I've not yet got a demo of ACI + Durable Functions to share with you yet, but I've built out most of the necessary pieces, so I'll blog again once I've connected them together. Basically I want to take my media processing Durable Functions workflow sample, but use ACI instances to implement the actual FFMPEG transcodes rather than doing them directly in the Function App.
Using ACI containers in Logic Apps workflows
I've got less experience with Azure Logic Apps. They in many ways are a similar to Durable Functions in that they offer a serverless way of running workflows in the cloud. The development experience is using a visual designer, rather than a code based approach. One strength they have is over 100 connectors to other services, meaning that if your workflow is mostly about connecting different services together, it can be quick to get something up and running.
Logic Apps includes an "ACI Connector" which supports creating and deleting container groups, getting the status or logs of a container group, and listing container groups. This means you can quite easily create a workflow that creates a container group and uses a Logic Apps "until" block to watch its status until a certain condition is met, and then delete the group.
For a sample application that shows this off, check out this sentiment analysis demo which shows a Logic App triggered off incoming emails. For each email, it extracts the text and then creates an ACI container group that uses Azure Cognitive Services to perform sentiment analysis on that text. It's a slightly contrived example as Logic Apps could easily have just called Cognitive Services directly, but it shows the principle of how you can use a container inside a Logic Apps workflow. The project contains detailed instructions for how to try this out for yourself.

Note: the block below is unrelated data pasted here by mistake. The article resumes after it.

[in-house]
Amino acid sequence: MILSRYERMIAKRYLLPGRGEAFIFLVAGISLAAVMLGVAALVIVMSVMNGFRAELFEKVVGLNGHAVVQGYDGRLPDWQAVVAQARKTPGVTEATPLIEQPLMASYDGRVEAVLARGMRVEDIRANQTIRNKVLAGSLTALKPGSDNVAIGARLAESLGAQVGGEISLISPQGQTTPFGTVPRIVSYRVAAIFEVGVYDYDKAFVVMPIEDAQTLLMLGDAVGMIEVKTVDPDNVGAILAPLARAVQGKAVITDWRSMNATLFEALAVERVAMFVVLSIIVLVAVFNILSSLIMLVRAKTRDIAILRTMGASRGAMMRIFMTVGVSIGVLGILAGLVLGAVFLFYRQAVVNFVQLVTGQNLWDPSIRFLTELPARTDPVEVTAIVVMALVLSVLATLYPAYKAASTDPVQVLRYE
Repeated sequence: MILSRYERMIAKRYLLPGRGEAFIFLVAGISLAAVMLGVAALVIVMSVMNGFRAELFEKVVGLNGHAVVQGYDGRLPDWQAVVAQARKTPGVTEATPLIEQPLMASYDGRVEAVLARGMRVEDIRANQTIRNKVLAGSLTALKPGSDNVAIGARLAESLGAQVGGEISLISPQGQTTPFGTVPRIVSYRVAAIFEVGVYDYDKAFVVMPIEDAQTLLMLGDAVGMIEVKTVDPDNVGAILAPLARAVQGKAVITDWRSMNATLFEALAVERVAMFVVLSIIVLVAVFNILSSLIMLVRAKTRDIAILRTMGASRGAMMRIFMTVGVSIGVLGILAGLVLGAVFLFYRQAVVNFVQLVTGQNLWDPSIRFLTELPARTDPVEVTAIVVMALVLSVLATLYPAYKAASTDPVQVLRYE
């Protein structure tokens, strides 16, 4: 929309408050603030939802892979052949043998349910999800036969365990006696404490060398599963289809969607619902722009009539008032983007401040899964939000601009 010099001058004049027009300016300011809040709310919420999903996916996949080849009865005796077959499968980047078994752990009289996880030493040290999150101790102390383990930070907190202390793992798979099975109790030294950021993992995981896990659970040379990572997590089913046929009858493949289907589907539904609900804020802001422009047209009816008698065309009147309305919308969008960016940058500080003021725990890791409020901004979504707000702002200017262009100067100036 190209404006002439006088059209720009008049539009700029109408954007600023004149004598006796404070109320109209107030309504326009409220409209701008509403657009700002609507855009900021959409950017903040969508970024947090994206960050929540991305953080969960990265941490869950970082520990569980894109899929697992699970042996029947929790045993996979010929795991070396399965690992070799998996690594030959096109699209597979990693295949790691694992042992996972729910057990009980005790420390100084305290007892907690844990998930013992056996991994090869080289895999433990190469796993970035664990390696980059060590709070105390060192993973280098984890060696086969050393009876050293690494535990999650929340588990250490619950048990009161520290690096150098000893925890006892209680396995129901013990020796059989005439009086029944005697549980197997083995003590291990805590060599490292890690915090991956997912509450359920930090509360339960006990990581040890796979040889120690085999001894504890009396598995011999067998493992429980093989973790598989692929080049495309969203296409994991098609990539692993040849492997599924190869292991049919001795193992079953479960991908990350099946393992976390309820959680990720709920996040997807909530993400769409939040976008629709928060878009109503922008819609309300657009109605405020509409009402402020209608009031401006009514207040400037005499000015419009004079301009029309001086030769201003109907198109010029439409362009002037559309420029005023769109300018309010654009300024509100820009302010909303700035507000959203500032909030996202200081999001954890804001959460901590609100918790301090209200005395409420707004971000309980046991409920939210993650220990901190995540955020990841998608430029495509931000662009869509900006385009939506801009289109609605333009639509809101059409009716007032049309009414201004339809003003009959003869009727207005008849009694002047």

Using ACI for elastic bursting with Azure Kubernetes Service (AKS)
The final integration possibility is to use ACI to provide additional elastic scale to a Kubernetes cluster. Thanks to the "Virtual Kubelet" ACI Connector project you can make ACI appear as a "virtual" node in a Kubernetes cluster, essentially providing infinite scale. The
az aks install-connector Azure CLI command makes this especially easy to set up if your Kubernetes cluster is an instance of AKS.
This diagram was shown in several presentations at this year's Build conference to show how the virtual Kubelet ACI connector integrates with an AKS cluster:
There's a great demo application that shows the ACI connector in action available here. The scenario is a facial recognition application. By default, the one node AKS cluster only has a single instance of the "image recognizer" container running, resulting in a backlog of tasks building up. But with a single command you can scale up to multiple instances running in ACI, enabling you to rapidly work through the backlog. You can see a video of this demo app in action in this Azure Friday episode with Ria Bhatia
Azure Container Instances really shines when used in conjunction with other Azure services, bringing the benefits of containers, per-second billing, and elastic scale to your existing Functions Apps, Logic Apps and Kubernetes deployments.